Written by Steven Hansen
US Census says manufacturing new orders grew month-over-month with unfilled orders again improving. Our analysis shows the rolling averages improved and remain in expansion.
- The seasonally adjusted manufacturing new orders up 1.5 % month-over-month.
- Market expected (from Econoday) month-over-month growth of -0.6 % to 1.5 % (consensus 0.8 %).
- Manufacturing unfilled orders were up 1.0 % month-over-month
- Unadjusted manufacturing new orders growth decelerated 6.8 % month-over-month, and up 23.9 % year-over-year.
- Unadjusted manufacturing new orders (but inflation-adjusted) up 9.7 % year-over-year.
- Three-month rolling new order rolling averages accelerated 1.1 % month-over-month and up 30.7 % year-over-year.
- Unadjusted manufacturing unfilled orders accelerated 2.5 % month-over-month, and up 1.2 % year-over-year
- As a comparison to the inflation-adjusted new orders data, the manufacturing subindex of the Federal Reserves Industrial Production growth was down 0.2 % month-over-month, and up 23.1 % year-over-year.
Seasonally Adjusted Manufacturing Value of New Orders – All (red line, left axis), All except Defense (green line, left axis), All with Unfilled Orders (orange line, left axis), and all except transport (blue line, right axis)
The graph below shows sector growth year-over-year.
Year-over-Year Change Manufacturing New Orders – Unadjusted (blue line) and Inflation Adjusted (red line)
Now, look at the manufacturing component of industrial production. While it is true that these are slightly different pulse points (inventory not accounted in shipments) – they should not have different trends for long periods of time.
Comparing Unadjusted Year-over-Year Change – Manufacturing Industrial Production (blue line) to Inflation-Adjusted Manufacturers Shipments (red line)
Using employment to confirm manufacturing growth says this industry’s growth is contracting.
Employment Growth – Manufacturing (Seasonally Adjusted) – Total Employment (blue line) and Year-over-Year Change (red line)
The health of manufacturing is gauged by the growth of unfilled orders. The 3-month rolling average rate of growth is currently slowing and in contraction.
Unadjusted Unfilled Orders – Total Current Value (blue line, left axis) and Year-over-Year Change (red line, right axis)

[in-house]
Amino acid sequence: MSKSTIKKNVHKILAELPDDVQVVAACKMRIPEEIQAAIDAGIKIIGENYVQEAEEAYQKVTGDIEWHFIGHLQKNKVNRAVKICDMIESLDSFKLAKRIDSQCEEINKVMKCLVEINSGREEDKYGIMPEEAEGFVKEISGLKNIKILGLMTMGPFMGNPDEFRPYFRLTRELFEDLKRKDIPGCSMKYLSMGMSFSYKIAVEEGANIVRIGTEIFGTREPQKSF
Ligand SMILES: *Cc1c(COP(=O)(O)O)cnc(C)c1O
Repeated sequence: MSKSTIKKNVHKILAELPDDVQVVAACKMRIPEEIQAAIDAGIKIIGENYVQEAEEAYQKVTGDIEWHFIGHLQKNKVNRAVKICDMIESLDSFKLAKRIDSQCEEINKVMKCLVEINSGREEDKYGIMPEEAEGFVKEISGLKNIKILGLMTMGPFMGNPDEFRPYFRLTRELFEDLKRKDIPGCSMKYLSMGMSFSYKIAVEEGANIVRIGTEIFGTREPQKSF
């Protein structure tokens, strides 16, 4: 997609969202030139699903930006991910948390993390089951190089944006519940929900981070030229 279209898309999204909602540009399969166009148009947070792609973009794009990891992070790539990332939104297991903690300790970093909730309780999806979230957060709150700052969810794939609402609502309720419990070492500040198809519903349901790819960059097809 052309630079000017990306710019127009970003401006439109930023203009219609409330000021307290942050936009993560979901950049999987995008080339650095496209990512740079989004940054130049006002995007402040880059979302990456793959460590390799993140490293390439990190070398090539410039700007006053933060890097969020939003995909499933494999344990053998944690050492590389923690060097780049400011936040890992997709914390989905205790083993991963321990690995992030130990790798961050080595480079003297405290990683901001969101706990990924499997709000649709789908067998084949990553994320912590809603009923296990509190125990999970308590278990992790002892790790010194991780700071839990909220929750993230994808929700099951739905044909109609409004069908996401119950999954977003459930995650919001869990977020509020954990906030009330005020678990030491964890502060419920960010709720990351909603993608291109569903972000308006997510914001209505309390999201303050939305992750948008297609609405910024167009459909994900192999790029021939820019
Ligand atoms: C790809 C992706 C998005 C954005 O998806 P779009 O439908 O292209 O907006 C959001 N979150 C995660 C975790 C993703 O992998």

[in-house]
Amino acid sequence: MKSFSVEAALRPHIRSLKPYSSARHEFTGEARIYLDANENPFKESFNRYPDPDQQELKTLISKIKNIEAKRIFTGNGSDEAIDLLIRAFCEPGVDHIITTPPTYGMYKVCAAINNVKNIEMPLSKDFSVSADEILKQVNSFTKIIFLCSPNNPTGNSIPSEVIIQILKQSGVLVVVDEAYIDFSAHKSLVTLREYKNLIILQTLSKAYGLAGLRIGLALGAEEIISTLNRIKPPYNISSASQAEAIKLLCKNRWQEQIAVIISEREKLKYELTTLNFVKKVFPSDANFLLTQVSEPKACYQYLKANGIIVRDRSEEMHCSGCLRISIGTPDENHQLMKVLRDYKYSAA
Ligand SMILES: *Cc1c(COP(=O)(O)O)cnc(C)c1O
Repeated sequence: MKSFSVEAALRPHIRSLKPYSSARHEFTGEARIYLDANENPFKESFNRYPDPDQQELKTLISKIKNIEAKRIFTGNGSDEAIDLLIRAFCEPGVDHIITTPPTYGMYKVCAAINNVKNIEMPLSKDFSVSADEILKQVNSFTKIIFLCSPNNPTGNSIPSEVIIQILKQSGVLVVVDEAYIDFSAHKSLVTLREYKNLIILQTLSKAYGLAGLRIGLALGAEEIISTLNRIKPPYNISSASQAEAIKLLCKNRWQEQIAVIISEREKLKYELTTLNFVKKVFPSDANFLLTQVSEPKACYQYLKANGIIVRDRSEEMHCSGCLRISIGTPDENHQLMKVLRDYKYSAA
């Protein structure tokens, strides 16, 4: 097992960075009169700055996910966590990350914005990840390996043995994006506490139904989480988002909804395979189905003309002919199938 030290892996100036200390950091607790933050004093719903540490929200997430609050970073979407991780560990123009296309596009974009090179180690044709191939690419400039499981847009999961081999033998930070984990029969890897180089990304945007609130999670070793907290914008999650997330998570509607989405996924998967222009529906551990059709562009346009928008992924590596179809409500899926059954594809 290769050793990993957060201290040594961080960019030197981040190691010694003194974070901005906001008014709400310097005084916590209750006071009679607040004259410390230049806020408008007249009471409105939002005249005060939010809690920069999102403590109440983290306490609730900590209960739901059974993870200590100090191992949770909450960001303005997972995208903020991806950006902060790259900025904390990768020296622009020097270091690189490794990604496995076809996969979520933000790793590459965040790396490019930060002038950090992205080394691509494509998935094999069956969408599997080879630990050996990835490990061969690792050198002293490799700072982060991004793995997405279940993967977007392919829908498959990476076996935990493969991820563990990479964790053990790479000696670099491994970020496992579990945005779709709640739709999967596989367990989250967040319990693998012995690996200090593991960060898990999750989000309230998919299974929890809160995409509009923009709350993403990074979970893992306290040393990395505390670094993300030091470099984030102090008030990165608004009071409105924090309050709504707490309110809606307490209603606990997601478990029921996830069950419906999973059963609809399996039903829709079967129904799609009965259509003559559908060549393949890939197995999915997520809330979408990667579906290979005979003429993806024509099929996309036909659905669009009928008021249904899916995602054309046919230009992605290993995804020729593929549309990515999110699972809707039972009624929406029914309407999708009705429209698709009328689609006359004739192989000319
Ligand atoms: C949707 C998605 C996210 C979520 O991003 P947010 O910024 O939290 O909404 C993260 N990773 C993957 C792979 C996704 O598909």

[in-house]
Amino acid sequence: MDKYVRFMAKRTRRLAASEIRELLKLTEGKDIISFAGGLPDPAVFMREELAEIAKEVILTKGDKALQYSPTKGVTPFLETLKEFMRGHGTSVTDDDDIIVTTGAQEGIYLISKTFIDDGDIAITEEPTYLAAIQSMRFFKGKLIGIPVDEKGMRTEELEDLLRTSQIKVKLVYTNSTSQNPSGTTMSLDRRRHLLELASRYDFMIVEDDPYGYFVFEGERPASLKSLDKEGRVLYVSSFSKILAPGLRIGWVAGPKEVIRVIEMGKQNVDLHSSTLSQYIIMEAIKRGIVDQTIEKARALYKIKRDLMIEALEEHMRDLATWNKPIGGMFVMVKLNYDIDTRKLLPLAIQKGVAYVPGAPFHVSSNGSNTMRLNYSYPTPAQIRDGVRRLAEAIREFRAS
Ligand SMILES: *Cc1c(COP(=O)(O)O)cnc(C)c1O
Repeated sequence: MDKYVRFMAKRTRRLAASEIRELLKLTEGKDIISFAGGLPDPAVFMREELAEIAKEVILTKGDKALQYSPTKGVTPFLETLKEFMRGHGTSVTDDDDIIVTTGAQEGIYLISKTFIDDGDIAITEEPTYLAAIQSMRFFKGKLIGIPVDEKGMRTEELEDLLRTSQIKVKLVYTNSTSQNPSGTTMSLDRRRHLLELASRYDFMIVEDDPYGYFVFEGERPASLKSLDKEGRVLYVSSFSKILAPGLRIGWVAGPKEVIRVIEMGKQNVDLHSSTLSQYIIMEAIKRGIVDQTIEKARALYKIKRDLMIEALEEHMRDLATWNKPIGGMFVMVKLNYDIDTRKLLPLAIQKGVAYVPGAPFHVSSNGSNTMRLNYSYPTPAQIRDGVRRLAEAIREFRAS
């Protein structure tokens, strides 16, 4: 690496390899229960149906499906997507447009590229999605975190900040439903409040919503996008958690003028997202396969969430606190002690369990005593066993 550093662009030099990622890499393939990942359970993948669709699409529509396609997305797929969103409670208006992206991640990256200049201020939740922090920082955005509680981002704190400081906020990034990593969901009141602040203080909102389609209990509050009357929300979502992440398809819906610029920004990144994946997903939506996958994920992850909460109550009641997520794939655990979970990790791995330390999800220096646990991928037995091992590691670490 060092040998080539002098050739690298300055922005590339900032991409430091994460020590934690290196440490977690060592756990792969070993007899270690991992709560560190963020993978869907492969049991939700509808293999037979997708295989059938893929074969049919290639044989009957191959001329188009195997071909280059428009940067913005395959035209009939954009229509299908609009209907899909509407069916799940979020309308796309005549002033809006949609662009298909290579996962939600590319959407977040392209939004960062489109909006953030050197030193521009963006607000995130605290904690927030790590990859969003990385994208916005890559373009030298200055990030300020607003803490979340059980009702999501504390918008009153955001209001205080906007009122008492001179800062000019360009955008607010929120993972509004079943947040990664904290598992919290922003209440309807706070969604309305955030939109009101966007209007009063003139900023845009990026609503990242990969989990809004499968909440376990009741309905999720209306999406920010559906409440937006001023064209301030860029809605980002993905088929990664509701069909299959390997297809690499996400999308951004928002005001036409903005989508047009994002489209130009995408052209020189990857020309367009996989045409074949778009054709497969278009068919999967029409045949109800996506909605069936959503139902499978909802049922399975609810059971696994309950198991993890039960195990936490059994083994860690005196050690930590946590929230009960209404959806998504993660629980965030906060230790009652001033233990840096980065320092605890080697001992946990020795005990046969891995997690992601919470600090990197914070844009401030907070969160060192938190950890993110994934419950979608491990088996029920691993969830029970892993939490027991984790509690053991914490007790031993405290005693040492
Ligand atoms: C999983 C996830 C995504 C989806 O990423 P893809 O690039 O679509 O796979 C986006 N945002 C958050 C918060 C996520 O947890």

A declining unfilled orders backlog could be a recessionary indication as unfilled orders generally decline in poor economic times. Keep the score on surveys, the following is a comparison of surveys to hard data – this Census data is the orange bars.
Caveats on the Use of Manufacturing Sales
The data in this index continues to be revised up to 3 months following initial reporting. The revision usually is not significant enough to change the interpretation of each month’s data in real-time. Generally, there are also annual revisions to this data series. The methodology used by the US Census Bureau to seasonally adjust the data is not providing a realistic understanding of the month-to-month movements of the data. One reason is that the US Census uses data over multiple years which includes the largest modern recession which likely distorts the analysis. Further, Econintersect believes there has been a fundamental shift in seasonality in the aftermath of the Great Recession of 2007 – the New Normal. Econintersect determines the month-over-month change by subtracting the current month’s year-over-year change from the previous month’s year-over-year change. This is the best of the bad options available to determine month-over-month trends – as the preferred methodology would be to use multi-year data (but the New Normal effects and the Great Depression distort historical data). This series is NOT inflation-adjusted –Econintersect uses the PPI – subindex All Manufactured Goods. However, this is a rearview look at the economy. Manufacturing new orders or unfilled orders generally correlates to the economy – but it is not obvious in real-time whether a recession is imminent. So in context to economy watchers – manufacturing by itself cannot be used as an economic gauge.
Adjusted Value – New Orders (blue line) and Unfilled Orders (red line)
The same issues are also evident if the manufacturing backlog is used as a recession gauge.